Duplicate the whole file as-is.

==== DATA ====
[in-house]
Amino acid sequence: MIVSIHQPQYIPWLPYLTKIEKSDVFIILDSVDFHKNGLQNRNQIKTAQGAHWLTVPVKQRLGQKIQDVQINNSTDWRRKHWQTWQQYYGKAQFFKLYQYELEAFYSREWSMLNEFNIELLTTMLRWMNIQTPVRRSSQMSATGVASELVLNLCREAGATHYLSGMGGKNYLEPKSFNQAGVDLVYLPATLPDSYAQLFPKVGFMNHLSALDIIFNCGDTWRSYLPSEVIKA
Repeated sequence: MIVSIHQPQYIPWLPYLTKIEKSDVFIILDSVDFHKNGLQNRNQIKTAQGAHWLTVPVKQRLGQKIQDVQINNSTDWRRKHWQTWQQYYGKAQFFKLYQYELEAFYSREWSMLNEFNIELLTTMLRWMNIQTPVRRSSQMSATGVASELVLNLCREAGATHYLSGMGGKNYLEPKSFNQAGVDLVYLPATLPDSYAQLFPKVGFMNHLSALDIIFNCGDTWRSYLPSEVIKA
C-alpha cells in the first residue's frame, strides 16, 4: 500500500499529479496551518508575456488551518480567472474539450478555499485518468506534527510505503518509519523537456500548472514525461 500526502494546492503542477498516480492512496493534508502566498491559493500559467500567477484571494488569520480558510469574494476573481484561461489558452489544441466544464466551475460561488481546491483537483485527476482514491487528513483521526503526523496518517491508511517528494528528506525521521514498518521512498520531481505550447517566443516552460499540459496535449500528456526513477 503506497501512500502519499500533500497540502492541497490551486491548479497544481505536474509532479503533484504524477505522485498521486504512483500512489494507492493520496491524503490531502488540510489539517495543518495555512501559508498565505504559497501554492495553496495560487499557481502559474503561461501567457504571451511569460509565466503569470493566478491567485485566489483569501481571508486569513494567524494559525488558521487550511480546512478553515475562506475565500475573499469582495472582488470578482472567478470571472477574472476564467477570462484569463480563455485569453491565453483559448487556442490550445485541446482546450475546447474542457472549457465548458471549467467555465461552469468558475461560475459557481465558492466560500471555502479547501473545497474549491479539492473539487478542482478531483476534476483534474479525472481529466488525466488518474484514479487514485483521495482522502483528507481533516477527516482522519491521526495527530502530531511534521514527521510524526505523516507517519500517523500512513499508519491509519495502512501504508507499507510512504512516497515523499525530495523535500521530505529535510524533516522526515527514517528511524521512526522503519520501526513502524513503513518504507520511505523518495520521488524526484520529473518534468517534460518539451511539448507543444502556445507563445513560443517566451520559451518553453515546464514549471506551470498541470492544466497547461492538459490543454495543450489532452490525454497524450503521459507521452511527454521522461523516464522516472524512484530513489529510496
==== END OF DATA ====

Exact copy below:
[in-house]
Amino acid sequence: MIVSIHQPQYIPWLPYLTKIEKSDVFIILDSVDFHKNGLQNRNQIKTAQGAHWLTVPVKQRLGQKIQDVQINNSTDWRRKHWQTWQQYYGKAQFFKLYQYELEAFYSREWSMLNEFNIELLTTMLRWMNIQTPVRRSSQMSATGVASELVLNLCREAGATHYLSGMGGKNYLEPKSFNQAGVDLVYLPATLPDSYAQLFPKVGFMNHLSALDIIFNCGDTWRSYLPSEVIKA
Repeated sequence: MIVSIHQPQYIPWLPYLTKIEKSDVFIILDSVDFHKNGLQNRNQIKTAQGAHWLTVPVKQRLGQKIQDVQINNSTDWRRKHWQTWQQYYGKAQFFKLYQYELEAFYSREWSMLNEFNIELLTTMLRWMNIQTPVRRSSQMSATGVASELVLNLCREAGATHYLSGMGGKNYLEPKSFNQAGVDLVYLPATLPDSYAQLFPKVGFMNHLSALDIIFNCGDTWRSYLPSEVIKA
C-alpha cells in the first residue's frame, strides 16, 4: 500500500499529479496551518508575456488551518480567472474539450478555499485518468506534527510505503518509519523537456500548472514525461 500526502494546492503542477498516480492512496493534508502566498491559493500559467500567477484571494488569520480558510469574494476573481484561461489558452489544441466544464466551475460561488481546491483537483485527476482514491487528513483521526503526523496518517491508511517528494528528506525521521514498518521512498520531481505550447517566443516552460499540459496535449500528456526513477 503506497501512500502519499500533500497540502492541497490551486491548479497544481505536474509532479503533484504524477505522485498521486504512483500512489494507492493520496491524503490531502488540510489539517495543518495555512501559508498565505504559497501554492495553496495560487499557481502559474503561461501567457504571451511569460509565466503569470493566478491567485485566489483569501481571508486569513494567524494559525488558521487550511480546512478553515475562506475565500475573499469582495472582488470578482472567478470571472477574472476564467477570462484569463480563455485569453491565453483559448487556442490550445485541446482546450475546447474542457472549457465548458471549467467555465461552469468558475461560475459557481465558492466560500471555502479547501473545497474549491479539492473539487478542482478531483476534476483534474479525472481529466488525466488518474484514479487514485483521495482522502483528507481533516477527516482522519491521526495527530502530531511534521514527521510524526505523516507517519500517523500512513499508519491509519495502512501504508507499507510512504512516497515523499525530495523535500521530505529535510524533516522526515527514517528511524521512526522503519520501526513502524513503513518504507520511505523518495520521488524526484520529473518534468517534460518539451511539448507543444502556445507563445513560443517566451520559451518553453515546464514549471506551470498541470492544466497547461492538459490543454495543450489532452490525454497524450503521459507521452511527454521522461523516464522516472524512484530513489529510496